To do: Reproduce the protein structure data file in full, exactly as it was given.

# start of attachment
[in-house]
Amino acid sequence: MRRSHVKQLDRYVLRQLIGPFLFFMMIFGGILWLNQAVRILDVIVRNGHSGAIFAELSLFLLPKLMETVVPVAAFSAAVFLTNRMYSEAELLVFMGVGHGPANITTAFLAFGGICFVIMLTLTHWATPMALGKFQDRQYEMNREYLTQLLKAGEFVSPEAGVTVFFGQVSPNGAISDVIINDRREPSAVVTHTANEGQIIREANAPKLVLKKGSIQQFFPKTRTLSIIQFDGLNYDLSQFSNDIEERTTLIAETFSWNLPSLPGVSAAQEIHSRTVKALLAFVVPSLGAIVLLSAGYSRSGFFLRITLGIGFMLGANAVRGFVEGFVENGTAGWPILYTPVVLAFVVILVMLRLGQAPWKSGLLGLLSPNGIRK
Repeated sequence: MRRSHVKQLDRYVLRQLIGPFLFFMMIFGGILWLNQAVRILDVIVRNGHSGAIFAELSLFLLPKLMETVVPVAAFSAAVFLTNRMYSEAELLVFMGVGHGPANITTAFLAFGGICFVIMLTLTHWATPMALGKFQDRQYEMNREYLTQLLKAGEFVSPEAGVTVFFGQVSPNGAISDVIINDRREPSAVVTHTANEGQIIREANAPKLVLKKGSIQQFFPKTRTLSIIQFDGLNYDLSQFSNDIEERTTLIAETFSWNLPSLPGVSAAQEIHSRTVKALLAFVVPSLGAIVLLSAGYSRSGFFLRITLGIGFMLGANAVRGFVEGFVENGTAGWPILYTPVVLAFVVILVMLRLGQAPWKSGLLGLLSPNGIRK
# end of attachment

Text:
[in-house]
Amino acid sequence: MRRSHVKQLDRYVLRQLIGPFLFFMMIFGGILWLNQAVRILDVIVRNGHSGAIFAELSLFLLPKLMETVVPVAAFSAAVFLTNRMYSEAELLVFMGVGHGPANITTAFLAFGGICFVIMLTLTHWATPMALGKFQDRQYEMNREYLTQLLKAGEFVSPEAGVTVFFGQVSPNGAISDVIINDRREPSAVVTHTANEGQIIREANAPKLVLKKGSIQQFFPKTRTLSIIQFDGLNYDLSQFSNDIEERTTLIAETFSWNLPSLPGVSAAQEIHSRTVKALLAFVVPSLGAIVLLSAGYSRSGFFLRITLGIGFMLGANAVRGFVEGFVENGTAGWPILYTPVVLAFVVILVMLRLGQAPWKSGLLGLLSPNGIRK
Repeated sequence: MRRSHVKQLDRYVLRQLIGPFLFFMMIFGGILWLNQAVRILDVIVRNGHSGAIFAELSLFLLPKLMETVVPVAAFSAAVFLTNRMYSEAELLVFMGVGHGPANITTAFLAFGGICFVIMLTLTHWATPMALGKFQDRQYEMNREYLTQLLKAGEFVSPEAGVTVFFGQVSPNGAISDVIINDRREPSAVVTHTANEGQIIREANAPKLVLKKGSIQQFFPKTRTLSIIQFDGLNYDLSQFSNDIEERTTLIAETFSWNLPSLPGVSAAQEIHSRTVKALLAFVVPSLGAIVLLSAGYSRSGFFLRITLGIGFMLGANAVRGFVEGFVENGTAGWPILYTPVVLAFVVILVMLRLGQAPWKSGLLGLLSPNGIRK